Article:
The Johnson & Johnson (J&J)/Janssen COVID-19 vaccine is an adenovirus vector vaccine, which is different from the Pfizer and Moderna mRNA vaccines. At the time of the J&J/Janssen pause, more than 182 million doses of the mRNA vaccines had been administered and no cases of thrombosis with thrombocytopenia syndrome, or TTS, had been reported. Three people out of about 85 million doses of Moderna had blood clots, but they did not have low platelets. The number of blood clots experienced by those who got the Moderna vaccine would be expected based on the background rate of clotting in the general population.

Last updated: May 13, 2021

How much does the coronavirus vaccine cost?

Coronavirus vaccines are free; however, the Federal Trade Commission (FTC) has warned of scams in which people are charging for vaccines. Read more here.

Also, of note, while the vaccines are free, insurance companies may have to cover the cost of administering the vaccine. You should not, however, be charged any out-of-pocket fees when you go for your vaccine.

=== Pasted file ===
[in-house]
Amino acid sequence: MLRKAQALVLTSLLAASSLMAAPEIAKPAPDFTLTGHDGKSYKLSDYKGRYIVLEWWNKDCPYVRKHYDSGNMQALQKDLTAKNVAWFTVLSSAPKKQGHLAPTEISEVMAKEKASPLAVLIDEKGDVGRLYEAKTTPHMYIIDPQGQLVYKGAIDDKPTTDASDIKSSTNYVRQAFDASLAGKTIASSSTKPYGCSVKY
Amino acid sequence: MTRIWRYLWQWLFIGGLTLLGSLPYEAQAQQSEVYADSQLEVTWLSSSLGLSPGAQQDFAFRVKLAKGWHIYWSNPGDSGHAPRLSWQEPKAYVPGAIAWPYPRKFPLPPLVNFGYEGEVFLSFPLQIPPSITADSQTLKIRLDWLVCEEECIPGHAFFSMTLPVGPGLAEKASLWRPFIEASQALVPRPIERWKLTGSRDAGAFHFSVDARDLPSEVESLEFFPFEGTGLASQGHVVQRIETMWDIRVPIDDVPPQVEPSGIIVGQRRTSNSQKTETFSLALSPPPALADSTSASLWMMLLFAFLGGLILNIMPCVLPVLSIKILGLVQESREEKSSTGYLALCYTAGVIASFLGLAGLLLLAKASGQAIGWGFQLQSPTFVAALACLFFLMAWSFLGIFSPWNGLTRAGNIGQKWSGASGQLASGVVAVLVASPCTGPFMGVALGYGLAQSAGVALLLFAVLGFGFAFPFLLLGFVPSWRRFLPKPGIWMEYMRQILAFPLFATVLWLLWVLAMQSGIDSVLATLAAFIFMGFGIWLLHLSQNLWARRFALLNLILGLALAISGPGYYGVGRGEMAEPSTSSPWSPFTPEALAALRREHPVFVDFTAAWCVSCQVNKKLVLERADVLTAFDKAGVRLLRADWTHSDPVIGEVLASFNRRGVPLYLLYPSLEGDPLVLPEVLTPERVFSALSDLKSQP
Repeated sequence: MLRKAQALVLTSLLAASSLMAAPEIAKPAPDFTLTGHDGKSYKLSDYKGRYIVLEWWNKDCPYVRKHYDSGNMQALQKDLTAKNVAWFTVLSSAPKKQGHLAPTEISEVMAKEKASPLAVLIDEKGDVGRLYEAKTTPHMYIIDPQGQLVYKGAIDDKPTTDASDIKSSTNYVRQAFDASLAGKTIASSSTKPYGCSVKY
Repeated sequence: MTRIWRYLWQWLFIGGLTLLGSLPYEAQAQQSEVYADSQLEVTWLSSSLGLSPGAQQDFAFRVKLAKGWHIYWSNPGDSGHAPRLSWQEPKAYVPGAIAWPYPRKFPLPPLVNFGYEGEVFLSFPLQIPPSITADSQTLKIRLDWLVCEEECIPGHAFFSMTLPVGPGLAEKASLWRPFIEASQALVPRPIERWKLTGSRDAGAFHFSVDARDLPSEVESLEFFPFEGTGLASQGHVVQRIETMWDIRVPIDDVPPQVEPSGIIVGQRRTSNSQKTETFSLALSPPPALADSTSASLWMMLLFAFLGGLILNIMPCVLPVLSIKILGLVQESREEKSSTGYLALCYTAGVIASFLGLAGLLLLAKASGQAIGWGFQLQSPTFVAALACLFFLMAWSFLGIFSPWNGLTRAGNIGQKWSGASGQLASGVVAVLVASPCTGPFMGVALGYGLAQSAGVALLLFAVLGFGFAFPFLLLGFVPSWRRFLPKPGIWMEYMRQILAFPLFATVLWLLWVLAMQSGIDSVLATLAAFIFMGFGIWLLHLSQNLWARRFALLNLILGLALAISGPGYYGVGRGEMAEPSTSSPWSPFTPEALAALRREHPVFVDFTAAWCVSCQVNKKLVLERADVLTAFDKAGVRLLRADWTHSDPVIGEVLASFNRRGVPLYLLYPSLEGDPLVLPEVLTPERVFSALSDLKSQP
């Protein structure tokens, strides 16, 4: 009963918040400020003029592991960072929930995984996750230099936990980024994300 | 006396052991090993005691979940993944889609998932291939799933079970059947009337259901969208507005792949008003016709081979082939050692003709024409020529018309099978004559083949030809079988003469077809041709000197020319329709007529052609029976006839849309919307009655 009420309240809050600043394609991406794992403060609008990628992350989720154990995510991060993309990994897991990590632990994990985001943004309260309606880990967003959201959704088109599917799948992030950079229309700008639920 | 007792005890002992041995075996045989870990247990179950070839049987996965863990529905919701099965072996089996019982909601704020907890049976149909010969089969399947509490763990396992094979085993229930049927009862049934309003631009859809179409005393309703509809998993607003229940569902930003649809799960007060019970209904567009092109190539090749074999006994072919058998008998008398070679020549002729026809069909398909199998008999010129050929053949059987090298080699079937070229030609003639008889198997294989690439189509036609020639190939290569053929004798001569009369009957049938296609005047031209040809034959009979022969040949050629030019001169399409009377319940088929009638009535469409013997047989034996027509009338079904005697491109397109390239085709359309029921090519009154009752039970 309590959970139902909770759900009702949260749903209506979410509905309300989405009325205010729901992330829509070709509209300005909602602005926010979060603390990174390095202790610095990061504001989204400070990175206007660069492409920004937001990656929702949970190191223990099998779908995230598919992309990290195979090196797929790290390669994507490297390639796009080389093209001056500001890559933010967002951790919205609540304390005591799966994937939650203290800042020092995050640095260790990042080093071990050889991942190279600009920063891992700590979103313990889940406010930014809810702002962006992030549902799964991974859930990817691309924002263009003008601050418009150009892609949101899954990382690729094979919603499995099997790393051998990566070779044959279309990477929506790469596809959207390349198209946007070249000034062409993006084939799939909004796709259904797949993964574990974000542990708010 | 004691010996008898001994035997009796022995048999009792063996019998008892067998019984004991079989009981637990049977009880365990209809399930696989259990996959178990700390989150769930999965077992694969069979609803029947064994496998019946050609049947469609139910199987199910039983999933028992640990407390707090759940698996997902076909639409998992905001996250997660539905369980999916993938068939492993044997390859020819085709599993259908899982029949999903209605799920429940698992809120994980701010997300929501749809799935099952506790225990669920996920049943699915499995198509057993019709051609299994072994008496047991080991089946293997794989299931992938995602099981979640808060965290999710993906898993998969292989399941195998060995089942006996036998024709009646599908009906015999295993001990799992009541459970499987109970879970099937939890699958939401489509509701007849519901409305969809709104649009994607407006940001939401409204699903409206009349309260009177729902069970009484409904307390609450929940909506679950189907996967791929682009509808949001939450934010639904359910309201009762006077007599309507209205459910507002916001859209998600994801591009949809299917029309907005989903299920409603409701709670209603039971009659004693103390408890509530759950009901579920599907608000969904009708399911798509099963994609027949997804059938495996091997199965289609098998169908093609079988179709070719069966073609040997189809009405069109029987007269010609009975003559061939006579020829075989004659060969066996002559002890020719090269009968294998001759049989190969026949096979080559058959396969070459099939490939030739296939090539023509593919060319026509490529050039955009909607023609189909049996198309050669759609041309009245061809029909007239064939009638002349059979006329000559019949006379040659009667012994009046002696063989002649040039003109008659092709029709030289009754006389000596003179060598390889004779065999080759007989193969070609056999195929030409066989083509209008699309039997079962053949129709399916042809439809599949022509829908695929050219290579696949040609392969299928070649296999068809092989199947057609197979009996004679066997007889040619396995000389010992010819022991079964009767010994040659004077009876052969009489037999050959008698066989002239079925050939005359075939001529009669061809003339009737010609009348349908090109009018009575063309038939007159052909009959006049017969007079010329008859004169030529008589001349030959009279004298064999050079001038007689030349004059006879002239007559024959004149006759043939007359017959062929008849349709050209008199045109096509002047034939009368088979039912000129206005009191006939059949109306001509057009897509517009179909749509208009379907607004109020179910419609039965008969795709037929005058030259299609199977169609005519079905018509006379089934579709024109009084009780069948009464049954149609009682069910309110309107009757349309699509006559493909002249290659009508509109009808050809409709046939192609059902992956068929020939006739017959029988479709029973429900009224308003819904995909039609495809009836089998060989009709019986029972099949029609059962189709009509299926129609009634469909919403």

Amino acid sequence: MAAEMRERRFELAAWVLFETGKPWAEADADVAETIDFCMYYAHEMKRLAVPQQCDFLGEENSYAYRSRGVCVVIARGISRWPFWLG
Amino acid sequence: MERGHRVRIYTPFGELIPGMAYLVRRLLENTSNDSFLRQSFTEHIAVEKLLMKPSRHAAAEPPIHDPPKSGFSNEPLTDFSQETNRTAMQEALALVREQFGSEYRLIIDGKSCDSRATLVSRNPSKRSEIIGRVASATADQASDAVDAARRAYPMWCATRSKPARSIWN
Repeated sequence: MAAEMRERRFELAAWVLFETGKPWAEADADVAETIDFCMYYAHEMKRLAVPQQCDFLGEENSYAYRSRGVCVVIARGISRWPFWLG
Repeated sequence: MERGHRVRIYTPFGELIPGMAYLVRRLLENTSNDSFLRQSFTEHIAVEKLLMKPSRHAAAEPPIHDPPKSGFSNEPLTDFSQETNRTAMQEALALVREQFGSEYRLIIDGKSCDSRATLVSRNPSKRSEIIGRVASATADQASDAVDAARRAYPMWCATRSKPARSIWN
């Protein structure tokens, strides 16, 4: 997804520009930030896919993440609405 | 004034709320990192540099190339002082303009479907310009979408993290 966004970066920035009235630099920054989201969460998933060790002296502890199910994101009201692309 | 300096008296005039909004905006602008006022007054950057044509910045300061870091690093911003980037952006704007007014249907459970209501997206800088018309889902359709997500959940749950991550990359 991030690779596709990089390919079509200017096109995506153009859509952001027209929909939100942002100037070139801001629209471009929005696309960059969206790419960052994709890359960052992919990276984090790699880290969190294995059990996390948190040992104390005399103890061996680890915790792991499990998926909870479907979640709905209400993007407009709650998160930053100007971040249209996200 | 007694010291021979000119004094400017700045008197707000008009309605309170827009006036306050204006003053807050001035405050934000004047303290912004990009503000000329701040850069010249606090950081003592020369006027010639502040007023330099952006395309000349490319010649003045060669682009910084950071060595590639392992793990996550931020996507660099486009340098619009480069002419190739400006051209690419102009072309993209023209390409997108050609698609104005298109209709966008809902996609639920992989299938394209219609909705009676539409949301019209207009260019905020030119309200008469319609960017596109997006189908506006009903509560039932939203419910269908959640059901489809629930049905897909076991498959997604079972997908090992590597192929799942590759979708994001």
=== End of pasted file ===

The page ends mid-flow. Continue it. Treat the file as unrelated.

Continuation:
Last updated: Apr. 23, 2021

We don't talk about "herd immunity" for protection against influenza or other common viral infections, so why is it discussed so much with COVID?

Herd immunity is a concept used in public health to describe a situation in which the more people in a community immune to a particular pathogen, the fewer people available for that pathogen to infect. As the infectious agent spreads through a community, it has more trouble finding susceptible people if most of those around them are immune. In this manner, we rely on herd immunity for viruses, such as measles, rubella, polio, and chickenpox, among others, even if we are not having conversations about it. Influenza is more difficult because the virus changes so much from one year to the next and as such, vaccination does not offer long-term protection.

Related to COVID-19, herd immunity has been discussed more frequently for a couple of reasons. First, because this is a completely new virus, no one had pre-existing immunity. People can become immune to SARS-Co-V2, the virus that causes COVID-19, in two ways — through disease or through vaccination. By monitoring how many people are immune relative to the entire population, public health officials can offer informed guidance related to easing restrictions meant to stem spread of the virus.